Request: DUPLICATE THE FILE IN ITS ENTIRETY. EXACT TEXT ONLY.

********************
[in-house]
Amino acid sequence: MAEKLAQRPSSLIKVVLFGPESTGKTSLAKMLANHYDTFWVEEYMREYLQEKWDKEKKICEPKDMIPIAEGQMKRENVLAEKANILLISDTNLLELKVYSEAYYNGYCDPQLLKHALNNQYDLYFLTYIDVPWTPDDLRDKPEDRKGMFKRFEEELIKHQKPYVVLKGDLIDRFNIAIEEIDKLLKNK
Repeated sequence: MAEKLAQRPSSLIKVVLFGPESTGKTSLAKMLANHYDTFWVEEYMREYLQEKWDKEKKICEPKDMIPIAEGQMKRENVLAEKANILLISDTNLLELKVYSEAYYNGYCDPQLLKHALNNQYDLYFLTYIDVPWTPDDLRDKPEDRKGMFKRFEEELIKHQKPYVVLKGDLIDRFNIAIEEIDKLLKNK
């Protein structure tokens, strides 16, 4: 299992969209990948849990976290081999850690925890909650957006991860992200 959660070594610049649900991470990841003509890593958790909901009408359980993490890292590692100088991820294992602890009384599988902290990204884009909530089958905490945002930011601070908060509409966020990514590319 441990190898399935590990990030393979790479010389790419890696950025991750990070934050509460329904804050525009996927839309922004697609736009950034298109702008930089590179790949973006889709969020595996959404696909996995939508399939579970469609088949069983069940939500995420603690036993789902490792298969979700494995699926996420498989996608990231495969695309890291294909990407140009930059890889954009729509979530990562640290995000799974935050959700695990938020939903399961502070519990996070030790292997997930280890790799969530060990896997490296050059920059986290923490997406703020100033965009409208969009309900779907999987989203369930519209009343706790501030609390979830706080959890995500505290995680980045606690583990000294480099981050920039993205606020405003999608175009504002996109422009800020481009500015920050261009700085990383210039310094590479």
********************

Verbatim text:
[in-house]
Amino acid sequence: MAEKLAQRPSSLIKVVLFGPESTGKTSLAKMLANHYDTFWVEEYMREYLQEKWDKEKKICEPKDMIPIAEGQMKRENVLAEKANILLISDTNLLELKVYSEAYYNGYCDPQLLKHALNNQYDLYFLTYIDVPWTPDDLRDKPEDRKGMFKRFEEELIKHQKPYVVLKGDLIDRFNIAIEEIDKLLKNK
Repeated sequence: MAEKLAQRPSSLIKVVLFGPESTGKTSLAKMLANHYDTFWVEEYMREYLQEKWDKEKKICEPKDMIPIAEGQMKRENVLAEKANILLISDTNLLELKVYSEAYYNGYCDPQLLKHALNNQYDLYFLTYIDVPWTPDDLRDKPEDRKGMFKRFEEELIKHQKPYVVLKGDLIDRFNIAIEEIDKLLKNK
């Protein structure tokens, strides 16, 4: 299992969209990948849990976290081999850690925890909650957006991860992200 959660070594610049649900991470990841003509890593958790909901009408359980993490890292590692100088991820294992602890009384599988902290990204884009909530089958905490945002930011601070908060509409966020990514590319 441990190898399935590990990030393979790479010389790419890696950025991750990070934050509460329904804050525009996927839309922004697609736009950034298109702008930089590179790949973006889709969020595996959404696909996995939508399939579970469609088949069983069940939500995420603690036993789902490792298969979700494995699926996420498989996608990231495969695309890291294909990407140009930059890889954009729509979530990562640290995000799974935050959700695990938020939903399961502070519990996070030790292997997930280890790799969530060990896997490296050059920059986290923490997406703020100033965009409208969009309900779907999987989203369930519209009343706790501030609390979830706080959890995500505290995680980045606690583990000294480099981050920039993205606020405003999608175009504002996109422009800020481009500015920050261009700085990383210039310094590479």